Beat the morning madness

Try these parent-tested tips for sane school mornings.


By Melissa Catalano

Teacher

Melissa Catalano is a schoolteacher and runs My Play Place, a play-based parent-participation toddler program where kids learn, create and socialize in a fun and safe setting. She holds a B.A. in Human Biology and an M.A. in Education from Stanford University. In a day filled with teaching and running a business, parenting is the job that still provides the most challenges and rewards.

For many of us, the start of a new school year means the return of the morning hustle. At this time of year I usually reflect on how I’d like mornings to go at my house and what I can do to make that happen. The more I talk with other parents about their morning routines, the more ideas I collect for how to stop the morning madness. I hope some of these ideas can help you create harmony at your house. 

  • Play music. Select some upbeat—but not frantic—tunes to set the mood in the morning. Research shows music can improve one’s mood—always a good thing in the morning!
  • Turn back the alarm clock. I know this idea is not popular with sleep deprived parents, but consider how much time you give yourself to get out the door and how much time you really need to do it all without running around. It may be worth 15 minutes less sleep to have a more relaxed morning.
  • Pick out clothes the night before. If your child likes to debate the pros and cons of 12 different shirts before selecting one, you may need to take “choosing clothes” off the list of things to do in the morning.
  • Make lunches at night. I know friends who swear by this tactic but I’ve never been able to do it. I do find that simply laying the lunch boxes and water bottles out on the counter gets the whole process going faster in the morning.
  • Set the timer. Your child may enjoy racing the clock to get a morning task done. If your child likes to dress independently but takes a long time to accomplish the task, consider setting the timer and then telling him that he has 5 minutes to get his clothes and shoes on. Make sure you allow a reasonable amount of time so as not to create frustration. The idea is that your child should be so motivated that he always beats the clock.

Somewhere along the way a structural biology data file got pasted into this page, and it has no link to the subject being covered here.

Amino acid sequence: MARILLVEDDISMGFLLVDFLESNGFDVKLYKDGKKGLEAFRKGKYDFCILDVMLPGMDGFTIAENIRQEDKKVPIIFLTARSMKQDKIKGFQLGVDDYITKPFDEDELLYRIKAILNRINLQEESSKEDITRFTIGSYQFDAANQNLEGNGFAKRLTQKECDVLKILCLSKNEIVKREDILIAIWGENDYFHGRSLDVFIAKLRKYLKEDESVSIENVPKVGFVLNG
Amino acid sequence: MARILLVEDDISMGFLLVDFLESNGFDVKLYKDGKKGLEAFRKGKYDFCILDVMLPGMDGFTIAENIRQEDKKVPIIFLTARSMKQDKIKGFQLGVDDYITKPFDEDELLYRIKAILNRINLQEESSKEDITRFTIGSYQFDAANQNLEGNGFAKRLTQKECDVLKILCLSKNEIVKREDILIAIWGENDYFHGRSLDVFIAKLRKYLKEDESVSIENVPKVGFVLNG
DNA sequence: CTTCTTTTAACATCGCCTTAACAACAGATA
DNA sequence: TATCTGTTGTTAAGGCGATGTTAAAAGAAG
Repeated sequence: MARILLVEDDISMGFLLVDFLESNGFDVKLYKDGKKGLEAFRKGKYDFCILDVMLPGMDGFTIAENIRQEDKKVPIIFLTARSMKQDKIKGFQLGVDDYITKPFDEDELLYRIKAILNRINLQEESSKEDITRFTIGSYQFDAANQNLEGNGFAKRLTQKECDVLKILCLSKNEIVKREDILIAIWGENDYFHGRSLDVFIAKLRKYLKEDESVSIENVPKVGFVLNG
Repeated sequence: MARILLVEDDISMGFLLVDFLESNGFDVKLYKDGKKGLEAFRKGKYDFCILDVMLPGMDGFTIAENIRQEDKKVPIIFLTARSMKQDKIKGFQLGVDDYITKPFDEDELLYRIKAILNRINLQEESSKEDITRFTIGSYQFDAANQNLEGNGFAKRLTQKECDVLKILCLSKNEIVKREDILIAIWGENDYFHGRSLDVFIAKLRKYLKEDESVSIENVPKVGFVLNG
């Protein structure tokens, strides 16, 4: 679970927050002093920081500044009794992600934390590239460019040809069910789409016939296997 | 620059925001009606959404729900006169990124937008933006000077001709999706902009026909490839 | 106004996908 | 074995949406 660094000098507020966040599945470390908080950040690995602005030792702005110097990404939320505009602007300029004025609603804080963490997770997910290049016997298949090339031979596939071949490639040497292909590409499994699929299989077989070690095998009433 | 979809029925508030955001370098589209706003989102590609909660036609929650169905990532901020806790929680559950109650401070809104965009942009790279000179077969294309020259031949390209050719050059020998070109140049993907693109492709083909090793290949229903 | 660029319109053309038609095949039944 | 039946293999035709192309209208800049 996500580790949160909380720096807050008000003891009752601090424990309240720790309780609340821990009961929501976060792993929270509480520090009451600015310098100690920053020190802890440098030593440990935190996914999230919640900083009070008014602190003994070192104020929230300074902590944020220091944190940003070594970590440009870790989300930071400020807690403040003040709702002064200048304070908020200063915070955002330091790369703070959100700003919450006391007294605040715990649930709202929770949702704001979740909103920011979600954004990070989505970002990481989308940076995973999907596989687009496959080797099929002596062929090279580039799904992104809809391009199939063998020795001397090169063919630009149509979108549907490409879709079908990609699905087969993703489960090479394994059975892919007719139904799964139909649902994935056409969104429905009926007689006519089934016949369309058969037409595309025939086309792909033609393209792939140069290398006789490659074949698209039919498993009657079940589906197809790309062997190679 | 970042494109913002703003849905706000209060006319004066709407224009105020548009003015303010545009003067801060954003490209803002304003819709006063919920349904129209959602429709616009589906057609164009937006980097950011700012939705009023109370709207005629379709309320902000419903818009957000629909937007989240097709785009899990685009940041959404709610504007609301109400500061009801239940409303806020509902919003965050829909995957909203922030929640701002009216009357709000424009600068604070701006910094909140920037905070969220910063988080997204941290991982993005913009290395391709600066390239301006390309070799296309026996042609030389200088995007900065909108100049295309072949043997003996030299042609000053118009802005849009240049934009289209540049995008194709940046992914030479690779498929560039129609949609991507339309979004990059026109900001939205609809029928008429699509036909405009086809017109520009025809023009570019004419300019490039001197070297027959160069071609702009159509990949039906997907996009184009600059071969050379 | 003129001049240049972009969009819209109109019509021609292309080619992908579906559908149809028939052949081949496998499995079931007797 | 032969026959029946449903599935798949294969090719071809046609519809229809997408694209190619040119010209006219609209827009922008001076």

• Limit breakfast choices. Weekends are the time for long, leisurely breakfasts at our house. But on weekdays I like to put a few choices on the table so my sleepy little ones merely need to point. Offer too many choices and you may feel like a short order cook.
  • Use incentives. I’ll admit it…my kids move at least twice as fast in the morning when they know they can have screen time once they are ready to go. And by “ready to go” I mean teeth brushed, sweatshirt and shoes on, backpack and lunch by the door. On these mornings, I enjoy drying my hair without straining to hear if there is a fight I need to break up. These incentives also help children learn to take responsibility for certain things like their backpacks, lunch boxes and sweatshirts—your child’s teacher will appreciate this.
  • Know how your kids wake up. Some kids wake up ready for the day. Others need time to adjust to the world. Know what your kids need in the morning and try to adjust your plan accordingly.

This year I’m reinvisioning my calm and collected mornings. Good luck with yours. And please share more ideas for making mornings harmonious.